Sculpture for the Sole

Radical shoe designs from Israeli artists captivate viewers.

By Judith Sokoloff, editor, NA’AMAT WOMAN

Many of us are familiar with Israeli-made footwear we can buy in U.S. stores and online — comfortable, attractive items from Naot, Beautifeel, Jafa, Dafna Shoes, TamarShalem and others.

But this week I saw an array of shoes like no other − fascinating footwear created by alumni and students of the prestigious Bezalel Academy of Arts and Design in Jerusalem (founded in 1906). “Walk of Art: Visionary Shoes” runs until Feb. 13 at the Parasol Projects Gallery at 208 Bowery in New York. The question of whether these shoes are works of art, as the wall text asks, didn’t phase me. I just enjoyed the show.

Often defying space, gravity and anatomy, the 60 radical designs were created using traditional and unconventional materials including leather, aluminum, wood, glass, cow bone, ceramics, polycarbonate, fiberglass, brass thread and cork. A few are 3D printed. The exhibition is organized around nine themes ranging from “Natura Morta,” reflecting on the ephemeral, which includes Sigalit Landau’s shoes that were suspended in the Dead Sea until they were crystallized, to “Balance,” which shows Aya Feldman’s far-out shoes inspired by musings about life beyond Earth. Others are influenced by various artists and art movements: Salvador Dali, Anish Kapoor, Cubism, Bauhaus and Rococco. Some reflect biblical and historical themes. Kobi Levi’s “Slingshot Shoe” incorporates a wood and leather slingshot reminding us of the one David used to kill Goliath.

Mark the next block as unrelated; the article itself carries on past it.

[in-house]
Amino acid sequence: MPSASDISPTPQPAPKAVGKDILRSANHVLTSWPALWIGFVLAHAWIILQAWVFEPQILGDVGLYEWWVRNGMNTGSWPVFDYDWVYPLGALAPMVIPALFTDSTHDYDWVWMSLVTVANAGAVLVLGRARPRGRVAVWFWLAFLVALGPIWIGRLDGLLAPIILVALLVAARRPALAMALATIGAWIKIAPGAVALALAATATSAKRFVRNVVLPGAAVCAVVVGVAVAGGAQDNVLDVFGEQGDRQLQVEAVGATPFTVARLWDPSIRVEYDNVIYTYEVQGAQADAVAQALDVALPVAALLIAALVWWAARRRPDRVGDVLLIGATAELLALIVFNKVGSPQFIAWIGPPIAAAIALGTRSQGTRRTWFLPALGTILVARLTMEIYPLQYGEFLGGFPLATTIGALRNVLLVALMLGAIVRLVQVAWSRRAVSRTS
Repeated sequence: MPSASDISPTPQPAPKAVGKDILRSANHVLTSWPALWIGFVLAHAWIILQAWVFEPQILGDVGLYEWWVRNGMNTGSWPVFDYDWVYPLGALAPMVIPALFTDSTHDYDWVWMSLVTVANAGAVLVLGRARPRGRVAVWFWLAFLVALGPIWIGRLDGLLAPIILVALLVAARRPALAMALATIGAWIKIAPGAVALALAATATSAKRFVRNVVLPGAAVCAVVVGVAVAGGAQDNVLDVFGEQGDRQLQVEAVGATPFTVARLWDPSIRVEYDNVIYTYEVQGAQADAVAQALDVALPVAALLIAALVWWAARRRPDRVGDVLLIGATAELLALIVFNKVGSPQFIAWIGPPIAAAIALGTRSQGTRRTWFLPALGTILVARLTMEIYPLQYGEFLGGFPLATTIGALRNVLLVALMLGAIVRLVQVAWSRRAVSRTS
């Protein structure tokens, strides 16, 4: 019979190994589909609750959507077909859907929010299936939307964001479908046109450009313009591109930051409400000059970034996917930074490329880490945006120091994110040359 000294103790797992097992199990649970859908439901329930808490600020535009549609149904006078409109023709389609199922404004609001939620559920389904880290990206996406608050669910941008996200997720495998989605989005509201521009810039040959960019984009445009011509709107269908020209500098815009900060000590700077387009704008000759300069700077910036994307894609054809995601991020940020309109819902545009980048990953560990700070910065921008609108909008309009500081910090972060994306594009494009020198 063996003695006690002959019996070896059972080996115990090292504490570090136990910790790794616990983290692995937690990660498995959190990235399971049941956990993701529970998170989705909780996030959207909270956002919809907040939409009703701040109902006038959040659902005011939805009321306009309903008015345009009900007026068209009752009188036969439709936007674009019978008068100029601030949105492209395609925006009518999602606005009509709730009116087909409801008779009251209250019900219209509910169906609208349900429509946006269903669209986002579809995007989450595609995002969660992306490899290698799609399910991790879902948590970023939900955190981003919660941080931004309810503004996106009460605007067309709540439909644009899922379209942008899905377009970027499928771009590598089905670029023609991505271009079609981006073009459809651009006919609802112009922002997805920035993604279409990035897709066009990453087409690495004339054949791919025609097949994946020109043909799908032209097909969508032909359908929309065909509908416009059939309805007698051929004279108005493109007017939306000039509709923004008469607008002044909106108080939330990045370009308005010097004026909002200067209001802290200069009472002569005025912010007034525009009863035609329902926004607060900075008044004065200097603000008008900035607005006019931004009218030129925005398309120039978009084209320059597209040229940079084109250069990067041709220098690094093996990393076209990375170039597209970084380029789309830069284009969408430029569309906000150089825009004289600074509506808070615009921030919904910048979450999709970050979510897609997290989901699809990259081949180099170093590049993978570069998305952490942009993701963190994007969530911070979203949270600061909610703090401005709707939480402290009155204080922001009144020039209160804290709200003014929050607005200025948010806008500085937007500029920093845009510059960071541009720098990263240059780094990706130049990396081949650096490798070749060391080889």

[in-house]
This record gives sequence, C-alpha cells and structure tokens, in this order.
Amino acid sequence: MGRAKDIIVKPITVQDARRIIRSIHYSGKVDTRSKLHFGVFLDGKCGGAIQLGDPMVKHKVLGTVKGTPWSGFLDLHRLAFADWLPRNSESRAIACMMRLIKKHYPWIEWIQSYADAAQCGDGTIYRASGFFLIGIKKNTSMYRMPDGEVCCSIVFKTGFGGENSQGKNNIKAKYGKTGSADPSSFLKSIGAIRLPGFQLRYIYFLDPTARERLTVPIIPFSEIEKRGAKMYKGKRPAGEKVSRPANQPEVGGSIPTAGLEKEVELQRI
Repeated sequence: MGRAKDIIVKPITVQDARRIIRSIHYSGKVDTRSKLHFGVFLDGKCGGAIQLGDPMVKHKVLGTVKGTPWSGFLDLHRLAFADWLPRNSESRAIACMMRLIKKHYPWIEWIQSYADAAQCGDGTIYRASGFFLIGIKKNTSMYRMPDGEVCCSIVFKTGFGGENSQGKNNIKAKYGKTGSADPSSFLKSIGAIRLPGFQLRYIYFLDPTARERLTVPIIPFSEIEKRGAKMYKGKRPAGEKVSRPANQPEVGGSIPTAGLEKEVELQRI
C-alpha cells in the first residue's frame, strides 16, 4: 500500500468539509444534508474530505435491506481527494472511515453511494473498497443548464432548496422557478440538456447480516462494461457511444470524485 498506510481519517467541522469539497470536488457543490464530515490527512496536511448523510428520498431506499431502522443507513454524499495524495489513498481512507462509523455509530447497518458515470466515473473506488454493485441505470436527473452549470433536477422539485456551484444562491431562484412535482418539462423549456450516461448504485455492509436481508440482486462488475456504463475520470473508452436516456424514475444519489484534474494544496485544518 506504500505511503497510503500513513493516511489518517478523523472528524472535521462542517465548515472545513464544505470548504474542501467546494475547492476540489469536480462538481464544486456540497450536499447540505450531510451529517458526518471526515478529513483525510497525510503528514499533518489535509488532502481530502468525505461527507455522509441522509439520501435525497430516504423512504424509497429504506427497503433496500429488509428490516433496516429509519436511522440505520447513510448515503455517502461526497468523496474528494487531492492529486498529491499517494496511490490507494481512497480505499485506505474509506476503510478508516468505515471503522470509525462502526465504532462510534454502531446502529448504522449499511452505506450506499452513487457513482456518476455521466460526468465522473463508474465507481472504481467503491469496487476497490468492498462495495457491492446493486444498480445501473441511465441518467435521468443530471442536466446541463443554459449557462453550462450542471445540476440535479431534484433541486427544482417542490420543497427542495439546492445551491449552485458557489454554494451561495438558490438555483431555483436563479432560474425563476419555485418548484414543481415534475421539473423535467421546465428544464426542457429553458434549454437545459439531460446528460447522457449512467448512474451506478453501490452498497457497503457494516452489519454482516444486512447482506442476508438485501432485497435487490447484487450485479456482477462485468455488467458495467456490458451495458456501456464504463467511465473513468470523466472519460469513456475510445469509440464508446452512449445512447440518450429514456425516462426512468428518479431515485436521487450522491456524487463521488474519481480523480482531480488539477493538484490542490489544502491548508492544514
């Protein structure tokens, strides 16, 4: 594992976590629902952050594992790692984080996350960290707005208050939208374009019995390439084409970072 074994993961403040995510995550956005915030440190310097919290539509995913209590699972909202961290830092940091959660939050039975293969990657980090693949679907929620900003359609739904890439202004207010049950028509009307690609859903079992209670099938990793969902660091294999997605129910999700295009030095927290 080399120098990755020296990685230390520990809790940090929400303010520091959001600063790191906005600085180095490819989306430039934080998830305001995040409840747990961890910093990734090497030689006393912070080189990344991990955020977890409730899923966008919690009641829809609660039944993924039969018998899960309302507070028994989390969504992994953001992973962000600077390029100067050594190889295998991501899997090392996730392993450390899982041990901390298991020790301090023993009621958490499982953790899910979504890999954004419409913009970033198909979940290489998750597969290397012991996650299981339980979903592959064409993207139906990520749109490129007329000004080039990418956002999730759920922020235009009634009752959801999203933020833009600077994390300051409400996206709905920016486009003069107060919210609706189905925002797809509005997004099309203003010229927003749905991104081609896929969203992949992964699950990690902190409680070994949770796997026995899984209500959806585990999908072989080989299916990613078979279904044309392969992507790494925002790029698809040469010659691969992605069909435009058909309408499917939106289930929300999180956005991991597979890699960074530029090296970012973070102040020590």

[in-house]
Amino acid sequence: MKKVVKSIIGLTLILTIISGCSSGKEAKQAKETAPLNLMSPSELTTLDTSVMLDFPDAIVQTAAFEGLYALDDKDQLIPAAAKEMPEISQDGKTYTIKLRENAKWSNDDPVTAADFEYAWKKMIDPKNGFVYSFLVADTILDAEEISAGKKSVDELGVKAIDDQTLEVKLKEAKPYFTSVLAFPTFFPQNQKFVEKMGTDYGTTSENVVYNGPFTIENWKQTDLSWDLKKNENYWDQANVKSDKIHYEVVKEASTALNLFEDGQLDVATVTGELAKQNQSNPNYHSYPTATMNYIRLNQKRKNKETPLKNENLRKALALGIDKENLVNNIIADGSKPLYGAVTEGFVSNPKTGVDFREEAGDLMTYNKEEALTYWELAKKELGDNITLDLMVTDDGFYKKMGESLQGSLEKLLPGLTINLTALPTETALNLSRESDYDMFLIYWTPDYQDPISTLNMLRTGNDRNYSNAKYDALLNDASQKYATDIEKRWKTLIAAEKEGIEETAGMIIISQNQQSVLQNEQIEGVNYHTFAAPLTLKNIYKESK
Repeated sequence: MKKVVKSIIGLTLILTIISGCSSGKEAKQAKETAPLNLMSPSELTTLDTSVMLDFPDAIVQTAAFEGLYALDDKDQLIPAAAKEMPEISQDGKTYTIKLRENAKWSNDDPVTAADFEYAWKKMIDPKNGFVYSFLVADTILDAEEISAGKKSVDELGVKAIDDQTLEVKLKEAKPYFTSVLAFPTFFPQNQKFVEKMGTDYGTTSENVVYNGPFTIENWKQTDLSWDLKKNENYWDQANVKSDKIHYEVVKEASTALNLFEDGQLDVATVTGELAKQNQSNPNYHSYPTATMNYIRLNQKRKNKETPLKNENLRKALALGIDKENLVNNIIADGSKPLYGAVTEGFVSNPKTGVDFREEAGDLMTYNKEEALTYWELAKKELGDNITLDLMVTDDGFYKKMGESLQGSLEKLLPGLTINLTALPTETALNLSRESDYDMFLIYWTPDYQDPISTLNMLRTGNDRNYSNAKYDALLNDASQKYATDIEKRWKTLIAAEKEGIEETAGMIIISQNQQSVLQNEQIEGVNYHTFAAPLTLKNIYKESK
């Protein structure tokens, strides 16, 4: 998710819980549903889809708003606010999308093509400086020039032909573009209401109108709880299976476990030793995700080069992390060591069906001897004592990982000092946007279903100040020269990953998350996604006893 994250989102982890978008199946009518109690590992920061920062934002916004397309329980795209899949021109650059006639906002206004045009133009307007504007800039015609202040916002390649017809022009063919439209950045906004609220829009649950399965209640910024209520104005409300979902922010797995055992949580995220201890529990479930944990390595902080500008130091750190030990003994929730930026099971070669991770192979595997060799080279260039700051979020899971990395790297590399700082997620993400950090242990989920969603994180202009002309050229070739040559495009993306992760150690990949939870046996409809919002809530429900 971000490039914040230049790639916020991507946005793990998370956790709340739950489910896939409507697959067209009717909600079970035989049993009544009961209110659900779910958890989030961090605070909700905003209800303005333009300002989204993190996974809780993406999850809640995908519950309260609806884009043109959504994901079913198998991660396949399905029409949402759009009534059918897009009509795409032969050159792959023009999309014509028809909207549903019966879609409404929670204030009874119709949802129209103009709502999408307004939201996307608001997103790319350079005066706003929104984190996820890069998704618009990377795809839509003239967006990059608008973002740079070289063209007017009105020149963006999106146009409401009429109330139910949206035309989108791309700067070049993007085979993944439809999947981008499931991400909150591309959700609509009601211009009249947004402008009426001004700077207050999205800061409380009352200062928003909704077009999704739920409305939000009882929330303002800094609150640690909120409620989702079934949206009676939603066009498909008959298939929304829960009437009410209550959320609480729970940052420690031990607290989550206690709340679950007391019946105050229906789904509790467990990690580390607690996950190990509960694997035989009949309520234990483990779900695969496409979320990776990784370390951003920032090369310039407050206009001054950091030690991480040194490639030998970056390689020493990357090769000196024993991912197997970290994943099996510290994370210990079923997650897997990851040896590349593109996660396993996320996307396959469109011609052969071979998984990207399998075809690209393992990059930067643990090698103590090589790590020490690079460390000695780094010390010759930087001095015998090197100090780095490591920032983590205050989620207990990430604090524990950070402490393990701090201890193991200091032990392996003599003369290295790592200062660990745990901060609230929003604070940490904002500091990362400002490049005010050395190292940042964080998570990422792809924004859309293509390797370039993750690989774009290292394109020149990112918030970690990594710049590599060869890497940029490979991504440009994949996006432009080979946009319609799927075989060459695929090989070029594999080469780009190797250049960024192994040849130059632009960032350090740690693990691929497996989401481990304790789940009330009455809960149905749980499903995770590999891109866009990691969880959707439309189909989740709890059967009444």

“Shoes are objects that have an almost mystical ability to instantly rivet us,” said curator Ya’ara Keydar. She noted that it was important for her to focus on shoes as objects of enchantment and mystery, “that represent culture and history as well as trends.”

Most of these shoes are not made for walking, at least not comfortably, but some are. Lady Gaga wore Kobi Levi’s “Double Boots” (two feet for each boot) in her music video “Born This Way.”

I hope this exhibition travels. Preferably not on its feet.